Where to Find Commonly Foraged Plants? Around the UK and Cornwall you will stumble across many plants that can be foraged. Whether that’s in the garden, woodlands, coast paths or the city streets. Plants pop up everywhere and whilst there are some that need to be avoided, there are a real selection that can add a different kind of flavour to your meals.
One of our favourites, the ever so potent Wild Garlic. The fresh smell of garlic alone is enough for you to be able to identify this plant. Found in woodlands, Wild Garlic has long and pointed leaves which flower white clusters. The leaves and flowers are edible and are delicious when added to soups, sauces, and pesto. We like to use it for our Wild Garlic Salt, one of our best-selling products.
Wild Garlic is commonly found in woodlands and when its in season it tends to carpet the woodland floors. You can’t miss it, however, if you can’t see it, you will most probably smell it. Wild Garlic is very potent. Especially when walked through or interfered with.
Used in a selection of Wild Cornwall products, Hawthorn Berries are found on a tangled mass of thorny branches. Often found in hedgerows, this tree is thick, thorny and acts as a great security barrier for small birds. Hawthorn is most likely to be found within farmland hedgerows, places with nutrient rich soil and wooded areas. It’s native to Britain. Wild Cornwall use Hawthorn Berries in a selection of products: Hawthorn Malt Vinegar, Hedgerow Ketchup, Forager’s Chutney and Hedgerow Burger Relish.
Common gorse can be found in all kinds of habitats, from coast paths, to gardens, to farmland and woodland. Typically, it flowers from January to June. Gorse can grow to be a large shrub; its leaves are needle-like and small yellow flowers bloom during the spring and summer. Gorse has a lovely coconut fragrance which is noticeable when walked past.
We use gorse in our Countryside Herb Mix.
Otherwise known as Horse Parsley, Alexanders aren’t picky as to where they grow. If you’re on the coast, you’ll see them growing in abundance. That’s their favourite place, although they grow in hedgerows, wastelands and woodlands.
We always suggest being careful when out foraging for Alexanders. Especially if you’re new to foraging. There are a few similar plants which aren’t good for you. Hemlock, a plant very similar to Alexanders is known to be incredibly poisonous. Do your research before heading out or take someone along who is knowledgeable and can show you the ropes.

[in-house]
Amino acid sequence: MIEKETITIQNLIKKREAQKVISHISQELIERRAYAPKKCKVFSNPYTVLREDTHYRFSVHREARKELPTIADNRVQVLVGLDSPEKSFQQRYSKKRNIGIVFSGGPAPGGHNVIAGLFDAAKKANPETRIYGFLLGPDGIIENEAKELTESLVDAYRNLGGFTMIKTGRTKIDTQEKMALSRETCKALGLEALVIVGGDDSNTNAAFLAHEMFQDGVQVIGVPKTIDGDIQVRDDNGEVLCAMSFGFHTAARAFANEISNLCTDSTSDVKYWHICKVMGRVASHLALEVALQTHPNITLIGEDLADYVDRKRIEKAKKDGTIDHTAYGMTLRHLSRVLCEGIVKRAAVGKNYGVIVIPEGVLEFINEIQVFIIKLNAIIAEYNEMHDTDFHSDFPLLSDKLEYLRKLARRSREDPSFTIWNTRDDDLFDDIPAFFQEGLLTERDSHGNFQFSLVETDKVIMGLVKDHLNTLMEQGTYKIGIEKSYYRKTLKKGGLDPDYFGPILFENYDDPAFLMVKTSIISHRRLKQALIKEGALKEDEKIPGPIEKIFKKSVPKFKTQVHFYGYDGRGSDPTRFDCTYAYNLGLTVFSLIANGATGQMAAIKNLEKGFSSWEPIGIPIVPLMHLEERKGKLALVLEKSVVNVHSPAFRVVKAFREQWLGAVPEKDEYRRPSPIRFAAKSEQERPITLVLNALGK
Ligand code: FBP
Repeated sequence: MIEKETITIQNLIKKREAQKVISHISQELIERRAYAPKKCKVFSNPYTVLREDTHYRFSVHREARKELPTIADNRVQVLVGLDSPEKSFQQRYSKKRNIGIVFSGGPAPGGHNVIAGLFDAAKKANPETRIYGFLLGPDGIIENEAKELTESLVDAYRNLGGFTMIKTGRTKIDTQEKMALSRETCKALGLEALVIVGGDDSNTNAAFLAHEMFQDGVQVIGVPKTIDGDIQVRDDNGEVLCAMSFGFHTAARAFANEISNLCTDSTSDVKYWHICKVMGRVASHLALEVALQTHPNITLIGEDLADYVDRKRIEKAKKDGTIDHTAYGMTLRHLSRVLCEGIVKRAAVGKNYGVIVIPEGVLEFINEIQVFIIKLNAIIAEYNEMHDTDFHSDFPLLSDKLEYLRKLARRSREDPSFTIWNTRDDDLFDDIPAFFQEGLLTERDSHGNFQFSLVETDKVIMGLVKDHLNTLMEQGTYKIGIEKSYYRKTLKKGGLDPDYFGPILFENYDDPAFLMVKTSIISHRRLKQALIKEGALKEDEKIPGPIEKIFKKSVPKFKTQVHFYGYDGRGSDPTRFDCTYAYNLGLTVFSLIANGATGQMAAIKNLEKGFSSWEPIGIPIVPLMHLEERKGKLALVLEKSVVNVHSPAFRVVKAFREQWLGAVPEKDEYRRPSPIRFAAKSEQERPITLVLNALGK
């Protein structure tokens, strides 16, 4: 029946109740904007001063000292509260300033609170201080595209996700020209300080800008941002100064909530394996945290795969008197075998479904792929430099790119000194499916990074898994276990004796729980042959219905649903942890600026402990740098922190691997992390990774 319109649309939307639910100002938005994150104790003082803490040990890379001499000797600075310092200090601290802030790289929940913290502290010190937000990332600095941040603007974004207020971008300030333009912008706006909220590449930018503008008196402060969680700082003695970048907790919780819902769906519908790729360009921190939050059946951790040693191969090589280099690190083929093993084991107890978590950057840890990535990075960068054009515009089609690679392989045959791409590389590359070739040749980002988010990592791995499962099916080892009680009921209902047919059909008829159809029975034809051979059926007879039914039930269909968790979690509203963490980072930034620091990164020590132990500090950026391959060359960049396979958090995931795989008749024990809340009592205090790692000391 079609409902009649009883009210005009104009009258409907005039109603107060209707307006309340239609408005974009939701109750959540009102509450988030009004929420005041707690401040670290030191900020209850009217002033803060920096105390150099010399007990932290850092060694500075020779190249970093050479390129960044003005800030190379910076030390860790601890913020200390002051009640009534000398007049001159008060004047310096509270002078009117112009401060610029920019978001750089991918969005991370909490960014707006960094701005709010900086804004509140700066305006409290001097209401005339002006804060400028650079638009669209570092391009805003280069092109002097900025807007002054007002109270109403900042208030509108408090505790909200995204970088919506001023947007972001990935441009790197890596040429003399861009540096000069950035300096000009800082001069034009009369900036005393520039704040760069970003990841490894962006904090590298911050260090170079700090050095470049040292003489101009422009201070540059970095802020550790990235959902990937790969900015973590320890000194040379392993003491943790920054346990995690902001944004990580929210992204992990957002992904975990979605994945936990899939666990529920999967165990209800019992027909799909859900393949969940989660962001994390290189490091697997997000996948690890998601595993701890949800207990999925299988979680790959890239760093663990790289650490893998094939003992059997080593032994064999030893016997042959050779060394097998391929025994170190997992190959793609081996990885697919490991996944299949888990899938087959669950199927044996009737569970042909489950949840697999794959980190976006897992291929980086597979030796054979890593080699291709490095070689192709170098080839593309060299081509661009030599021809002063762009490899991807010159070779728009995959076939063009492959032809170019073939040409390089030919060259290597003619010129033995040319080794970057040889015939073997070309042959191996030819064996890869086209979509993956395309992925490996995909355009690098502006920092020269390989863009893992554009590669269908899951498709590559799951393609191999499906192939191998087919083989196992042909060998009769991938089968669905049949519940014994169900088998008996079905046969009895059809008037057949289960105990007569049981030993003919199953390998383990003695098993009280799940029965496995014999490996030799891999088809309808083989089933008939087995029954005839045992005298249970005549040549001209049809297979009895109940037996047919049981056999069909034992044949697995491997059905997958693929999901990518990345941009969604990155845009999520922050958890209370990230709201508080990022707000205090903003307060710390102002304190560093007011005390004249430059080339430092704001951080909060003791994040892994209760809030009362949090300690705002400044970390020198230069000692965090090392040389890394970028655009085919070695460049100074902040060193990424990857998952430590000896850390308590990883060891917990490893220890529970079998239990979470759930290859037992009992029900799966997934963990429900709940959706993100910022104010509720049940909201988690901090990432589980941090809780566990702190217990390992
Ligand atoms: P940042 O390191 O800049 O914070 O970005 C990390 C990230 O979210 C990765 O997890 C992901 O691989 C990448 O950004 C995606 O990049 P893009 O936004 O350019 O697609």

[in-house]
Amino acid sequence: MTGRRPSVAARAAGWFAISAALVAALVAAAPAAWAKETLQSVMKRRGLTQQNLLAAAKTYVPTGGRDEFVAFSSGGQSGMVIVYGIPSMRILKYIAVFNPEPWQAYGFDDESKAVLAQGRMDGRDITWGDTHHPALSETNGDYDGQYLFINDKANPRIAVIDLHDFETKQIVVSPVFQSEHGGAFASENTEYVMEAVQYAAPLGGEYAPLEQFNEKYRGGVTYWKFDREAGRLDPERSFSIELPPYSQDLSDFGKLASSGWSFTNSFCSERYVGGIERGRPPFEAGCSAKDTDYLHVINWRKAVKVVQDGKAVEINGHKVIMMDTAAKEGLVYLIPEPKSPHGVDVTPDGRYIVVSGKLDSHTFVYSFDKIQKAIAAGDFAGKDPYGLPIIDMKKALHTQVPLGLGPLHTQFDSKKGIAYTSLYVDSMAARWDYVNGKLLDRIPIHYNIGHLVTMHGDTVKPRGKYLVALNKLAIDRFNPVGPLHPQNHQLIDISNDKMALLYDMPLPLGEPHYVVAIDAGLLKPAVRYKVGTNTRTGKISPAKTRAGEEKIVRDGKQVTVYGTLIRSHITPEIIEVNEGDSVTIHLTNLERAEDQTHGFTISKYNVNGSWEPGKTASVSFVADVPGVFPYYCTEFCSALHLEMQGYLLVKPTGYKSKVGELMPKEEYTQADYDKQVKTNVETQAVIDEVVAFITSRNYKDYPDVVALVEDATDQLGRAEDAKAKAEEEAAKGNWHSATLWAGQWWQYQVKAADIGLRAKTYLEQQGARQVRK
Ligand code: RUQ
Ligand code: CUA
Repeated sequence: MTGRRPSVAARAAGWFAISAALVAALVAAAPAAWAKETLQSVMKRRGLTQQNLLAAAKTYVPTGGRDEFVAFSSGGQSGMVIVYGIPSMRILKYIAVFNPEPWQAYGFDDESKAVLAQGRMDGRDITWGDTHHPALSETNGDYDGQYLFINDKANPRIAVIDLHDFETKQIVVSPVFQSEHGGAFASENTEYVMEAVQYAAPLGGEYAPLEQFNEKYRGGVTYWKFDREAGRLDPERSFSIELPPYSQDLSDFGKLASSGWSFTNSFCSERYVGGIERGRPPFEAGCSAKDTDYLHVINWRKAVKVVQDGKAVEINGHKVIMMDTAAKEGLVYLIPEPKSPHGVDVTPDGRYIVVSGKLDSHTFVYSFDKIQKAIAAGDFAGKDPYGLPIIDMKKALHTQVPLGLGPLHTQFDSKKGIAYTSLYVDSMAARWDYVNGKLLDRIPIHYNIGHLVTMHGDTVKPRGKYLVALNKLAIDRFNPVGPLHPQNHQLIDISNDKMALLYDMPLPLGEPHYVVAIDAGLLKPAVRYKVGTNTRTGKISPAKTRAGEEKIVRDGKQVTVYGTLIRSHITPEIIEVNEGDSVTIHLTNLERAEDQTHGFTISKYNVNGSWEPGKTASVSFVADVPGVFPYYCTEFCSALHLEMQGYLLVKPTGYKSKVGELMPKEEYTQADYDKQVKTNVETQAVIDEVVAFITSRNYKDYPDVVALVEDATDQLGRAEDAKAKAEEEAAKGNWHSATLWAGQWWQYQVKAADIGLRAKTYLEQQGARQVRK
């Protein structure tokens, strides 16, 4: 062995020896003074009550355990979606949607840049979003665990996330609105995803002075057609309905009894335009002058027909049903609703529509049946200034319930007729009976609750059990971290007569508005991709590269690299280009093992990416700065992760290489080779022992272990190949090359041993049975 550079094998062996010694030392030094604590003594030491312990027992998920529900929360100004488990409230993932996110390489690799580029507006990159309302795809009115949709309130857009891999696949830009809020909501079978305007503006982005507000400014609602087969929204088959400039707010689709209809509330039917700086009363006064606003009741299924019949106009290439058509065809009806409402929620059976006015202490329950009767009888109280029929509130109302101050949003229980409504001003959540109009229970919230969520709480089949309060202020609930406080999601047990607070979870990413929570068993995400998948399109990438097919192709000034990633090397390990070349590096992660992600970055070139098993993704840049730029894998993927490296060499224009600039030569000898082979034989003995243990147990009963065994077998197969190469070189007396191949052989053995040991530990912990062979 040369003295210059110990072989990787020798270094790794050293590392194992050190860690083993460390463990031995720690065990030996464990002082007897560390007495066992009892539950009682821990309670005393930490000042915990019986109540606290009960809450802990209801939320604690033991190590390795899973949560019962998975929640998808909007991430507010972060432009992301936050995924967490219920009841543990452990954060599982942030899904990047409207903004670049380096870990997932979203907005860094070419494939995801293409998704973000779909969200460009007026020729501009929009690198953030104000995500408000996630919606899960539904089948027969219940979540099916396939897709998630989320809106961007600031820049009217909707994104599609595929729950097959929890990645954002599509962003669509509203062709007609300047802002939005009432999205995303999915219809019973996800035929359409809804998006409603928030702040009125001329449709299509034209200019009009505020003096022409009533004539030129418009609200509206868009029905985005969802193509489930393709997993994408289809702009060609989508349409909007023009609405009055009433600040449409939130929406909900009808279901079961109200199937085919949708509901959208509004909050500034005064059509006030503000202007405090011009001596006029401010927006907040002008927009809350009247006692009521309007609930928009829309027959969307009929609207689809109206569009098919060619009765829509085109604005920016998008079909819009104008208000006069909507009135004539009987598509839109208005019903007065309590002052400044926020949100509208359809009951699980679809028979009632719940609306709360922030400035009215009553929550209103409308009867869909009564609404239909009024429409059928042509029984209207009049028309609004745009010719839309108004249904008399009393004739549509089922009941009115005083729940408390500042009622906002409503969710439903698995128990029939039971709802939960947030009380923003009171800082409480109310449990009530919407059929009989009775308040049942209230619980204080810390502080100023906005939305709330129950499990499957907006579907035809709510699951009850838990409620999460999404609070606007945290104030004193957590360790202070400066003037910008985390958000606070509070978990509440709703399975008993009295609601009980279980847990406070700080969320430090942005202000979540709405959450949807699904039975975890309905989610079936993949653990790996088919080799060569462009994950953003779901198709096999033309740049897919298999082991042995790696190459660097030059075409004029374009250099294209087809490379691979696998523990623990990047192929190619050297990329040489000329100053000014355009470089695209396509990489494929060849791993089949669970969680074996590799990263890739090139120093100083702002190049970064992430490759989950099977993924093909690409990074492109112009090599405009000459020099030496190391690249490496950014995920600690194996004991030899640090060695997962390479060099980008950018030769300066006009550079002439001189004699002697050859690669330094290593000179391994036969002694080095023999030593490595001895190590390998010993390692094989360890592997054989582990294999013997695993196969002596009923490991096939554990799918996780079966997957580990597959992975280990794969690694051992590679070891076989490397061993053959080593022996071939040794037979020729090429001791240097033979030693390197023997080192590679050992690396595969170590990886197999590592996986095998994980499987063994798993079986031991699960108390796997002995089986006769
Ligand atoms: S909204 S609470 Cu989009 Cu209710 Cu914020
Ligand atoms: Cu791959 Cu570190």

Britain’s Spice. Arsesmart aka Water Pepper is a great alternative for chillies, it can be found anywhere wet. A great place to start is riverbanks, estuaries, stream edges, damp ditches and even fields which are prone to flooding. There are quite a few plants that look similar to Arsesmart, however it only takes one bite to know if you’ve got the right plant. The leaves are hot and peppery. Nonetheless, when you’re on the lookout for this little spice, look for stems which are 1-2 feet high with lance shaped leaves with fine hairs along the edge. Tiny pink flowers stand upright off the stems from July to September.
When cooking and using it with food you can use the shoots, leaves and tips. You can use them fresh or dried, just as you would with other spices. We use Arsesmart in our Nomad’s BBQ Rub, Rambler’s Sweet Chilli Sauce and Rose and Calendula Sweet Chilli Sauce.
This tender, herbaceous plant is commonly found in gardens, and in woodland spaces where the soil is recently disturbed. Funnily enough, this plant isn’t just found in the countryside. Chickweed can find its way into every nook and cranny, including in the urban/city environments.
Chickweed is recognisable from its pointed-oval leaves and small white petaled flowers. To ensure it is Chickweed, there is a single line of thin hairs running down each stem and leaf stem.
All parts of the chickweed plant are edible, making it an incredibly popular plant to eat across the world. When cooked we think Chickweed tastes like spinach, and like spinach it has great health benefits. It’s loaded with mineral, vitamins, and nutrients.
- Mouse-ear Chickweed
- Scarlet Pimpernel
Rock Samphire, also known as sea fennel can be found on the cliffs in Cornwall. You can identify this plant by its thick, green and succulent leaves. Its flowers are umbrella like and are coloured from white to green. Some people think it has an aniseed scent. There are laws about root pulling of samphire, you can pick the leaves however you are not able to de-root the plant. So go easy!
Rock Samphire is slightly different to the popular Marsh Samphire, especially when it comes to the taste. Rock Samphire has a crisp texture and is a great accompaniment to fish, it does however have a strong aromatic flavour of parsley. It can also be spicy so use sparingly. Marsh Samphire on the other hand is just incredibly salty. We’d recommend avoiding cooking salty things with Marsh Samphire as it will be a salt overload.